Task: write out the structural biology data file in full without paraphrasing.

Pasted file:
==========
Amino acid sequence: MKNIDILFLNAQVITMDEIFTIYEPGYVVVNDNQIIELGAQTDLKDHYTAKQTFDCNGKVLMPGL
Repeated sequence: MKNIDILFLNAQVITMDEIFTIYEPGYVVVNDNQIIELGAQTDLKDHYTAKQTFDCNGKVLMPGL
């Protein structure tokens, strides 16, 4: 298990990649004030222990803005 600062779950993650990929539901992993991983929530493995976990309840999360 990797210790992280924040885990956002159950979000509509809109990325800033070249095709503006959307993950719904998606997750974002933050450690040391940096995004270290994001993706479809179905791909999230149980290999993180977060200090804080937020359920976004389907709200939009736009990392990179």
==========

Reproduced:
Amino acid sequence: MKNIDILFLNAQVITMDEIFTIYEPGYVVVNDNQIIELGAQTDLKDHYTAKQTFDCNGKVLMPGL
Repeated sequence: MKNIDILFLNAQVITMDEIFTIYEPGYVVVNDNQIIELGAQTDLKDHYTAKQTFDCNGKVLMPGL
């Protein structure tokens, strides 16, 4: 298990990649004030222990803005 600062779950993650990929539901992993991983929530493995976990309840999360 990797210790992280924040885990956002159950979000509509809109990325800033070249095709503006959307993950719904998606997750974002933050450690040391940096995004270290994001993706479809179905791909999230149980290999993180977060200090804080937020359920976004389907709200939009736009990392990179």